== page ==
H. R. McMaster: New Yorker profile cited by David Brooks as one of the best essays of the year 2006

Historians in the News

The Sidney Awards, named for Sidney Hook, are a nice way to honor the best magazine essays of the year and to pass along a few nutritious holiday reading recommendations. But if you spend a few weeks poring over the highlights from a year’s worth of magazines, you also get a window on the spirit of the times.

And 2006, let it be said, felt to many like the year of losing ground. There was a general sense that the forces of moderation in the Middle East were losing ground to the forces of radical Shiism. (The folks at Time are crazy if they don’t name Nasrallah, Ahmadinejad and Sadr People of the Year.)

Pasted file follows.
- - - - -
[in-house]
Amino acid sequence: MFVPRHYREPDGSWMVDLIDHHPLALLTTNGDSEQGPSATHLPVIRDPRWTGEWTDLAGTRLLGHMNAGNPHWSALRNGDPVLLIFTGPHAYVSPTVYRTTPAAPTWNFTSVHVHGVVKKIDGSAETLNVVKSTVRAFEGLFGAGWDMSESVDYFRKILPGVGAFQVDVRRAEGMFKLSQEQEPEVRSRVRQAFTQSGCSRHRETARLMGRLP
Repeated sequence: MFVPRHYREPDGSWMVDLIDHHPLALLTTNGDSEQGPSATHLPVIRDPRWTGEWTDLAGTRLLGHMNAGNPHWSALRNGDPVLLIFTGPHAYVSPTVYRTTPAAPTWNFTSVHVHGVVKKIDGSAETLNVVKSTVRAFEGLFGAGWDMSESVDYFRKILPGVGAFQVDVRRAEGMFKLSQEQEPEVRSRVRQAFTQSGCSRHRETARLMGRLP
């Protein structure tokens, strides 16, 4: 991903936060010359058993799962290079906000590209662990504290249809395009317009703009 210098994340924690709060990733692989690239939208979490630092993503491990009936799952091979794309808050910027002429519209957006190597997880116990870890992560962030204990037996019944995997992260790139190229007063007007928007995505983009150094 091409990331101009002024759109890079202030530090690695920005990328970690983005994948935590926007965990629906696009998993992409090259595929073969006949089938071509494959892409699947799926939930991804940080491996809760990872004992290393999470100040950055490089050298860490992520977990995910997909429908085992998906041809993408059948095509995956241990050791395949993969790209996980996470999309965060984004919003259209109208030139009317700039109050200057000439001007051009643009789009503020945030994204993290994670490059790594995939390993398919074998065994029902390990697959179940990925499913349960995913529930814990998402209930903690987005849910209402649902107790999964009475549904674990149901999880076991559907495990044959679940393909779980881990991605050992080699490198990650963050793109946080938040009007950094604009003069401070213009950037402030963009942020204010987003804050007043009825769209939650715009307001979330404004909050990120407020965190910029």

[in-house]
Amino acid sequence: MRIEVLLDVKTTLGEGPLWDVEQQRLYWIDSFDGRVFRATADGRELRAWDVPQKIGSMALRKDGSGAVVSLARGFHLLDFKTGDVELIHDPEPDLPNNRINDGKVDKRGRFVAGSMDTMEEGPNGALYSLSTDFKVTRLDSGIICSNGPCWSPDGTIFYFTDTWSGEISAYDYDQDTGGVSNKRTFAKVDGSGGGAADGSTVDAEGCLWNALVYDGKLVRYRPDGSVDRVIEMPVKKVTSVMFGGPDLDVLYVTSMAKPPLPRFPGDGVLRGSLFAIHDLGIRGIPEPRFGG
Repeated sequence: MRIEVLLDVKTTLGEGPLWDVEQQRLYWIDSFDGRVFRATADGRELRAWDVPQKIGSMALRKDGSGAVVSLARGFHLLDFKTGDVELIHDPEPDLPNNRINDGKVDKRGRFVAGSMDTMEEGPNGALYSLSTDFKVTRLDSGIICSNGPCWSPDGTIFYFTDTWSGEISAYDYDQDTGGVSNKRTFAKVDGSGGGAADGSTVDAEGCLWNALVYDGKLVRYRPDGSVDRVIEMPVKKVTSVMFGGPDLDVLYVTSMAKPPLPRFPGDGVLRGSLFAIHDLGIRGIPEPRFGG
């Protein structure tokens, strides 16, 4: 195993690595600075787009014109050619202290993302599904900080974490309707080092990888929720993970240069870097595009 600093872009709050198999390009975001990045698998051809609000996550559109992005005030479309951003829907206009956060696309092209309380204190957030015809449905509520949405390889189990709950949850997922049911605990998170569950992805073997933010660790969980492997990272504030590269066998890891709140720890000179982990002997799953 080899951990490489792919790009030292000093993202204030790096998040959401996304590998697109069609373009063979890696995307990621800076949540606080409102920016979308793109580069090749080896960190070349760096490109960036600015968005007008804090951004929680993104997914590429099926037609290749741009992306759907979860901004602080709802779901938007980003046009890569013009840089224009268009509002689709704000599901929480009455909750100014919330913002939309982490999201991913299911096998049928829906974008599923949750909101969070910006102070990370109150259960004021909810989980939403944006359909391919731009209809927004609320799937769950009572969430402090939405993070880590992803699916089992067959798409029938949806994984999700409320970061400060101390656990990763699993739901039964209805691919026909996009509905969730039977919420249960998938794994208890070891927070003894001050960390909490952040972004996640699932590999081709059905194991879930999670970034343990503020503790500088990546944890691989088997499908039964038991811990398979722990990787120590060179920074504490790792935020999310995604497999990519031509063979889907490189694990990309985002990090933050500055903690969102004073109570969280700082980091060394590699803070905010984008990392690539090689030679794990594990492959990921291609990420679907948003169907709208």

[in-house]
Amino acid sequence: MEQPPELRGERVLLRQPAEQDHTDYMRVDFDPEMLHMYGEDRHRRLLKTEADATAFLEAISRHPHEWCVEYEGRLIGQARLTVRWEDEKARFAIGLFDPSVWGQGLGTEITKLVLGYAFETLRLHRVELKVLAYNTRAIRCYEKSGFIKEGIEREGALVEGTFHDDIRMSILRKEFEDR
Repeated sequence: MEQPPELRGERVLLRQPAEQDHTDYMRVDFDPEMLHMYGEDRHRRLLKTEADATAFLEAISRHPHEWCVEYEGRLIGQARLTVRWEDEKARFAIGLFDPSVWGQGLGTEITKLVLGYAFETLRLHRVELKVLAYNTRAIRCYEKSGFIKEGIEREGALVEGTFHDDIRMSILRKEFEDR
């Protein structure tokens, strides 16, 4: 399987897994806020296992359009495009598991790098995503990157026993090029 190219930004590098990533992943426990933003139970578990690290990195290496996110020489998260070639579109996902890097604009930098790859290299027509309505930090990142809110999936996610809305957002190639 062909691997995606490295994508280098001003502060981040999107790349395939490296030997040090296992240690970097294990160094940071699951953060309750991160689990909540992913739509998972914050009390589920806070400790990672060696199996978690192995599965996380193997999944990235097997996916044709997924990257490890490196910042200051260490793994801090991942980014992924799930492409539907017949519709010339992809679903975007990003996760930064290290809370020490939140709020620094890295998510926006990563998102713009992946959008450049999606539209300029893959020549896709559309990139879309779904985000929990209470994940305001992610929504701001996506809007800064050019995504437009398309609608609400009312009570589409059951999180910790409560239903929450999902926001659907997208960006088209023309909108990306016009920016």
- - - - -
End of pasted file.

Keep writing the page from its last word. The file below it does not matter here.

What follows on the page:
There was also a sense that we were losing ground in Iraq. One of the best magazine writers on that story, George Packer of The New Yorker, tended to profile American dissidents who were trying to change the way we fight that war.

In an April essay, “The Lesson of Tal Afar,” Packer followed Col. H. R. McMaster, who argued that the Iraq war was as much a psychological and anthropological problem as a military and political one. ...

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